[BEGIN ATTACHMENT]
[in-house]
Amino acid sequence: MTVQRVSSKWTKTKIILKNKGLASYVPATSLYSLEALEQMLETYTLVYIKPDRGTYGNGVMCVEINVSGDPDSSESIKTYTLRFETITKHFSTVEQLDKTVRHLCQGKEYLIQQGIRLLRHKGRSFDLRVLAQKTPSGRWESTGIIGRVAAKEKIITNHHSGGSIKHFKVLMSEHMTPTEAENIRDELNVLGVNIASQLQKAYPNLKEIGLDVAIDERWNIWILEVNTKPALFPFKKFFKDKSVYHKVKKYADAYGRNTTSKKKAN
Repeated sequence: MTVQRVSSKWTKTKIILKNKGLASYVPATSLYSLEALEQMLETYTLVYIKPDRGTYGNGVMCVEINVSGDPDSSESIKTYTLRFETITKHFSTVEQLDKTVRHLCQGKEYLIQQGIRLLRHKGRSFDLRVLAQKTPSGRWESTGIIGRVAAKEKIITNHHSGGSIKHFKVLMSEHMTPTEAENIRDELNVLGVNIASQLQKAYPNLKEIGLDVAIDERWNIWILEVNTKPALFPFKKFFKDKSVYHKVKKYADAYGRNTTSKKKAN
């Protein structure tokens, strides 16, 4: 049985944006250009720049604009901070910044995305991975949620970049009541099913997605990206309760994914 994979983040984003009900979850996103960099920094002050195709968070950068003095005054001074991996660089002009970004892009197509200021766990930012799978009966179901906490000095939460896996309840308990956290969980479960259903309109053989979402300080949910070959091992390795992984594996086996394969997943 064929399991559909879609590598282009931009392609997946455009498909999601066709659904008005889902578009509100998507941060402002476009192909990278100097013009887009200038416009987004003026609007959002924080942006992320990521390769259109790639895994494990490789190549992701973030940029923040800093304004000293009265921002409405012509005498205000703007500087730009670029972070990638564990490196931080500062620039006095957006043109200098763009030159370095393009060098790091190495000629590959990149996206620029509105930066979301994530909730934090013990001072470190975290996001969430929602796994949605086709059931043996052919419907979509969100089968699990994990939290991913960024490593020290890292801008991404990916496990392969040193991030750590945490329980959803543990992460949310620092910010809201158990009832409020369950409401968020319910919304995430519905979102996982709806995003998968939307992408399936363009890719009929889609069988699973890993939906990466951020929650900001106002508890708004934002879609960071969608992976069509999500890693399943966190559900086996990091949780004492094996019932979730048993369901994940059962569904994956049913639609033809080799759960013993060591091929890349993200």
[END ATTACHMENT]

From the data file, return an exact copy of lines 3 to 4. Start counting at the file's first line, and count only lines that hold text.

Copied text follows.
Repeated sequence: MTVQRVSSKWTKTKIILKNKGLASYVPATSLYSLEALEQMLETYTLVYIKPDRGTYGNGVMCVEINVSGDPDSSESIKTYTLRFETITKHFSTVEQLDKTVRHLCQGKEYLIQQGIRLLRHKGRSFDLRVLAQKTPSGRWESTGIIGRVAAKEKIITNHHSGGSIKHFKVLMSEHMTPTEAENIRDELNVLGVNIASQLQKAYPNLKEIGLDVAIDERWNIWILEVNTKPALFPFKKFFKDKSVYHKVKKYADAYGRNTTSKKKAN
């Protein structure tokens, strides 16, 4: 049985944006250009720049604009901070910044995305991975949620970049009541099913997605990206309760994914 994979983040984003009900979850996103960099920094002050195709968070950068003095005054001074991996660089002009970004892009197509200021766990930012799978009966179901906490000095939460896996309840308990956290969980479960259903309109053989979402300080949910070959091992390795992984594996086996394969997943 064929399991559909879609590598282009931009392609997946455009498909999601066709659904008005889902578009509100998507941060402002476009192909990278100097013009887009200038416009987004003026609007959002924080942006992320990521390769259109790639895994494990490789190549992701973030940029923040800093304004000293009265921002409405012509005498205000703007500087730009670029972070990638564990490196931080500062620039006095957006043109200098763009030159370095393009060098790091190495000629590959990149996206620029509105930066979301994530909730934090013990001072470190975290996001969430929602796994949605086709059931043996052919419907979509969100089968699990994990939290991913960024490593020290890292801008991404990916496990392969040193991030750590945490329980959803543990992460949310620092910010809201158990009832409020369950409401968020319910919304995430519905979102996982709806995003998968939307992408399936363009890719009929889609069988699973890993939906990466951020929650900001106002508890708004934002879609960071969608992976069509999500890693399943966190559900086996990091949780004492094996019932979730048993369901994940059962569904994956049913639609033809080799759960013993060591091929890349993200």